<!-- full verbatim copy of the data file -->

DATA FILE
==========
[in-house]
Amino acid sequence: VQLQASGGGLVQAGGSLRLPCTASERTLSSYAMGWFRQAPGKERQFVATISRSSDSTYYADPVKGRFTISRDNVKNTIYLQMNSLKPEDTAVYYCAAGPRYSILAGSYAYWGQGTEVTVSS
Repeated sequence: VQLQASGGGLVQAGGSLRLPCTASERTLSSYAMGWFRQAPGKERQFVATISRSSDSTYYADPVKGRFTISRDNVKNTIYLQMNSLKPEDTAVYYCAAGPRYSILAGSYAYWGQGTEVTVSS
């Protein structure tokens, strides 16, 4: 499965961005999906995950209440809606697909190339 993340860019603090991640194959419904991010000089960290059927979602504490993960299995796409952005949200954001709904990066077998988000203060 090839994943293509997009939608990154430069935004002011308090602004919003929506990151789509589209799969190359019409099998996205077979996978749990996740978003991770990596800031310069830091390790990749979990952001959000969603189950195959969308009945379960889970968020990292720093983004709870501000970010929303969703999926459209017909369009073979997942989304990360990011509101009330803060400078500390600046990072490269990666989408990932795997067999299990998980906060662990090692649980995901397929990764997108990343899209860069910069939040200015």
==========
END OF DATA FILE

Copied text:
[in-house]
Amino acid sequence: VQLQASGGGLVQAGGSLRLPCTASERTLSSYAMGWFRQAPGKERQFVATISRSSDSTYYADPVKGRFTISRDNVKNTIYLQMNSLKPEDTAVYYCAAGPRYSILAGSYAYWGQGTEVTVSS
Repeated sequence: VQLQASGGGLVQAGGSLRLPCTASERTLSSYAMGWFRQAPGKERQFVATISRSSDSTYYADPVKGRFTISRDNVKNTIYLQMNSLKPEDTAVYYCAAGPRYSILAGSYAYWGQGTEVTVSS
């Protein structure tokens, strides 16, 4: 499965961005999906995950209440809606697909190339 993340860019603090991640194959419904991010000089960290059927979602504490993960299995796409952005949200954001709904990066077998988000203060 090839994943293509997009939608990154430069935004002011308090602004919003929506990151789509589209799969190359019409099998996205077979996978749990996740978003991770990596800031310069830091390790990749979990952001959000969603189950195959969308009945379960889970968020990292720093983004709870501000970010929303969703999926459209017909369009073979997942989304990360990011509101009330803060400078500390600046990072490269990666989408990932795997067999299990998980906060662990090692649980995901397929990764997108990343899209860069910069939040200015």